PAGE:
Article in Sunday Times, Sunday 14th June
First printed in The Sunday Times, online 11th June 2022, in print 12 June 2022.
How a leap of faith connected givers to the needy
I wrote this piece about an idea I had which I had battled with for several years but finally got off the ground. It has little to do with business but there is definitely a bit here about persistence, overcoming obstacles, and determination - and, I’m glad to say, it has a happy ending.
I don’t exactly remember how the then-Archbishop of York, John Sentamu, and his lovely wife Margaret came to be having tea at our home but it was going well. I had struggled literally for years to get friends in the church to show some enthusiasm for my idea to help those in need which I was convinced was a winner. Even though my wife thought it was a great idea she agreed with the consensus - that folk in the church were just too busy.
It was around 2005 and this new-fangled invention called the internet was really taking off. I observed that the vast property portfolio of the church wasn’t exactly over used, the church itself was under attack for its poor relationships with both women and the gay community (not a great marketing approach), and poverty wasn’t exactly going away.
My idea was for a website using volunteers from churches, trained in the basics, who would load requests for cash from those in need within their community onto a website (irrespective of their religious persuasion). Donors from anywhere in the world could see these requests and contribute directly if they wanted to. The overheads would be tiny and the hope was that every penny would go to the recipient rather than on overheads. So far so good. But after knocking on a lot of doors I was beginning to agree that the only things pioneers received for their efforts were arrows in their backsides.
Until the aforementioned tea that is. I did my pitch to John. To his great credit, he loved the idea and said ‘let’s get on with it’. And Margaret, who had just finished a job assignment in Leeds, was happy to help, too - bingo! But there was one problem-all the best domain names to do with poverty/helping the poor had gone. John said leave it with him and he came up with ‘Acts 435’ which was available. It’s a good catchy name/number which refers to the verse in the Bible “giving to everyone who has need”.
We then had to put a team together. Margaret agreed to be chair of the trustees, and John our patron, but we needed someone to run it. Margaret placed an ad for a part-time book-keeper and offered office space at Bishopthorpe Palace, south of York. Only one person responded, but she turned out to be a lot more than a bookkeeper. Her name was Jenny Herrera and she was a fully qualified chartered accountant, had been a missionary in Guatemala running a children’s charity, and had returned home to start a family. And I think it fair to say she was somewhat overqualified for the job she had been asked to do. She soon got the show on the road for minimal cost and we learnt as we went.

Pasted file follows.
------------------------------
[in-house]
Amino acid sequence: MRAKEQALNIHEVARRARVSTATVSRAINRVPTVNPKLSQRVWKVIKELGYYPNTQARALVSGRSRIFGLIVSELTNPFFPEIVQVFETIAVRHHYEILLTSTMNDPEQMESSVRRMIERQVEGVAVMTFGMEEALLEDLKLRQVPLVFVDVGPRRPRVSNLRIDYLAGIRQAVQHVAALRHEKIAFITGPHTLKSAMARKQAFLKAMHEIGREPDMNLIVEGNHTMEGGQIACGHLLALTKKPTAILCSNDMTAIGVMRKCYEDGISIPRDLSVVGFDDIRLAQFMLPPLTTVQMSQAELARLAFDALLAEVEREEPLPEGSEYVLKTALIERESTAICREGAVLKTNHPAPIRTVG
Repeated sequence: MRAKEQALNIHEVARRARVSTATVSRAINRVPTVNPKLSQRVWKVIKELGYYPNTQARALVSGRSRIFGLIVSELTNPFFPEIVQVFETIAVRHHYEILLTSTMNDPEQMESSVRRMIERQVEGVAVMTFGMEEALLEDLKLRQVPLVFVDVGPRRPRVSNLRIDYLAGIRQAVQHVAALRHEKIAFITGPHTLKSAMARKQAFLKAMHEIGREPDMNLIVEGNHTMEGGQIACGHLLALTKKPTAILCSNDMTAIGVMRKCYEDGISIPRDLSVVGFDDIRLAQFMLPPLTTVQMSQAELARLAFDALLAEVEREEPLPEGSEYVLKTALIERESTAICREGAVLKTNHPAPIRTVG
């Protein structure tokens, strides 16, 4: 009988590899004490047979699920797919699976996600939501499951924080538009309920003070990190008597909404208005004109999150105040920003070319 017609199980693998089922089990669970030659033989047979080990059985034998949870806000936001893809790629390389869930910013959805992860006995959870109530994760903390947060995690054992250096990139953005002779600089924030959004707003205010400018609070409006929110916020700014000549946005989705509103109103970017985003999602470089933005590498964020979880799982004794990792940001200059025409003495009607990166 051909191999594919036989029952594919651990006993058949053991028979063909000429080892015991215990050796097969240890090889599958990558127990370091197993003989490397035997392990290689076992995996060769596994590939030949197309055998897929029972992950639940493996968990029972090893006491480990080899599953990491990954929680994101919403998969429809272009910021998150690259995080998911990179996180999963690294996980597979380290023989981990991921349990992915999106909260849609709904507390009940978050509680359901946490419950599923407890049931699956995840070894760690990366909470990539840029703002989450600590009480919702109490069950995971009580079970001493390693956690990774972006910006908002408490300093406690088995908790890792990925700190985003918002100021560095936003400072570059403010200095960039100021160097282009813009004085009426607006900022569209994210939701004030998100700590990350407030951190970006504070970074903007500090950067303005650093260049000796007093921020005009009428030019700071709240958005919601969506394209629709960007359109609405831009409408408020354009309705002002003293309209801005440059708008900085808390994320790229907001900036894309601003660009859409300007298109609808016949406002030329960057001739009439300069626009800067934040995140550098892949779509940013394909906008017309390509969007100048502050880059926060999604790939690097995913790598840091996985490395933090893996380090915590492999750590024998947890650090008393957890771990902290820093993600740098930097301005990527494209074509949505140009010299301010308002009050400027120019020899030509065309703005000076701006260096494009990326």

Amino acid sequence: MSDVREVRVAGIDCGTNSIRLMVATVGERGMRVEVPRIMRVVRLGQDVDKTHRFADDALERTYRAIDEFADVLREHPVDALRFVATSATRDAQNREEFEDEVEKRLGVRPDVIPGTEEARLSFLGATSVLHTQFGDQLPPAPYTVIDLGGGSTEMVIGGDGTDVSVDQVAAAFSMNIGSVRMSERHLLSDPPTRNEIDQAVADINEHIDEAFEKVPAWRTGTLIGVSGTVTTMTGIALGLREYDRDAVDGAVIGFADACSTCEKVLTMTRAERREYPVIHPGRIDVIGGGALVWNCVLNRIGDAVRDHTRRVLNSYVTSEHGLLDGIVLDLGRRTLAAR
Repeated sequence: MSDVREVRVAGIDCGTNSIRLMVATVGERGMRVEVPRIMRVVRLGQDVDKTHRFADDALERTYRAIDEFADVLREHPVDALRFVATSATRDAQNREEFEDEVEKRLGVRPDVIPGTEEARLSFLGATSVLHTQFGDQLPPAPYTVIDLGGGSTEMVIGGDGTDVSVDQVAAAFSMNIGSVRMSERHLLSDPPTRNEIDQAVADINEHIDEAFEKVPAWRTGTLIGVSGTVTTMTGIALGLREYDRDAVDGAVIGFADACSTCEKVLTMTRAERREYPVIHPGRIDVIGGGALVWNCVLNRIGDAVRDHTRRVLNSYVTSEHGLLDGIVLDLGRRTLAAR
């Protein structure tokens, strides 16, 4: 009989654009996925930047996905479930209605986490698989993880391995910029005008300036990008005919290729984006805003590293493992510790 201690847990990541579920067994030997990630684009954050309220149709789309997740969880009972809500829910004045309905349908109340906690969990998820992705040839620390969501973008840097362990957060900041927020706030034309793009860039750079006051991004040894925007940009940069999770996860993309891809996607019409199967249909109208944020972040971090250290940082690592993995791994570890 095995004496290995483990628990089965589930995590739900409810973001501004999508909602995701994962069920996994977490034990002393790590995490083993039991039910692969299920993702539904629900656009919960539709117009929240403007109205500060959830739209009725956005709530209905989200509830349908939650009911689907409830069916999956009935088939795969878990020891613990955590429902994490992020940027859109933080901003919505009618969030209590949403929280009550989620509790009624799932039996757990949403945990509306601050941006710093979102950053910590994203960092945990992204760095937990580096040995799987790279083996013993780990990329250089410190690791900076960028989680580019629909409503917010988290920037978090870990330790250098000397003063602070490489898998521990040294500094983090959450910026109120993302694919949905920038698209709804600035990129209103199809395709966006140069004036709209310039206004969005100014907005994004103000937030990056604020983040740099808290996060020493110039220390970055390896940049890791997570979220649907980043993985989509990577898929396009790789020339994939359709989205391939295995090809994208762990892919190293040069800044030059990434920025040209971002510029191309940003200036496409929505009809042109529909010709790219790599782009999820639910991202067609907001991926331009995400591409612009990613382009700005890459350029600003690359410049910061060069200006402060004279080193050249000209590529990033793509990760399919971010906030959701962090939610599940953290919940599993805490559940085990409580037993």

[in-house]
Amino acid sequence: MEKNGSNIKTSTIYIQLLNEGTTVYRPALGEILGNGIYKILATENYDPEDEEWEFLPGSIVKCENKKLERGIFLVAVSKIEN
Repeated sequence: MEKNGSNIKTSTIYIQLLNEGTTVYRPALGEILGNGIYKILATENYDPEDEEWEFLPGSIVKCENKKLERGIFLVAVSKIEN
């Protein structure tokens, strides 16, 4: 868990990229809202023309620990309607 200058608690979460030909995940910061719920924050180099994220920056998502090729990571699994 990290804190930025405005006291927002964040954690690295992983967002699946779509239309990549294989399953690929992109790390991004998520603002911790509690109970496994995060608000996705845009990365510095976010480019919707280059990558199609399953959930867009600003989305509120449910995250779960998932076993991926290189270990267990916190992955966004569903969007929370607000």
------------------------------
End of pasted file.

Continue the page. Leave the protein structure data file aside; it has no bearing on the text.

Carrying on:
Two of the biggest challenges were how did we know the money wasn’t being claimed fraudulently and how would the donations match the requests? We put a cap on requests of three per person, initially for a maximum of £100 (now £150). The amount was set to cover short term emergencies that wouldn’t be covered by benefits; for people slipping through the cracks - whose bed or washing machine broke, who were faced with an unexpected heating bill, or a pair of football boots or school uniform which they couldn’t afford. It might not sound like much but for those who don’t have it, it is a big deal. All applicants are met informally by the church volunteer, who we call advocates.
And over the 12 years we have been going, fraud has been minuscule.
As for requests matching donors, we don’t even employ a fundraiser. People’s compassion has provided every week so far over all those years. When the need is greatest, nearly every Christmas has seen zero requests outstanding on the website with all wants met. The cost-of-living crisis we have at the moment means this has never been more important for people who are struggling. Donors receive a personalised thank you from the recipient which is a nice touch.
Some 70 per cent of donors tick the "gift aid" box which more than covers our tiny overheads and leaves a nice surplus for an emergency fund should it be needed.Which means that absolutely every penny given is going to good use and not to cover our costs.
This makes a virtuous circle fuelled by people’s urge to help others which just keeps on growing.We are in 700 churches already, have helped literally tens of thousands of people, and we think the charity gives the general public a very good example of what the church should be. I only wish the latter would make a lot more of its land available for truly affordable housing but that, as they say, is another story.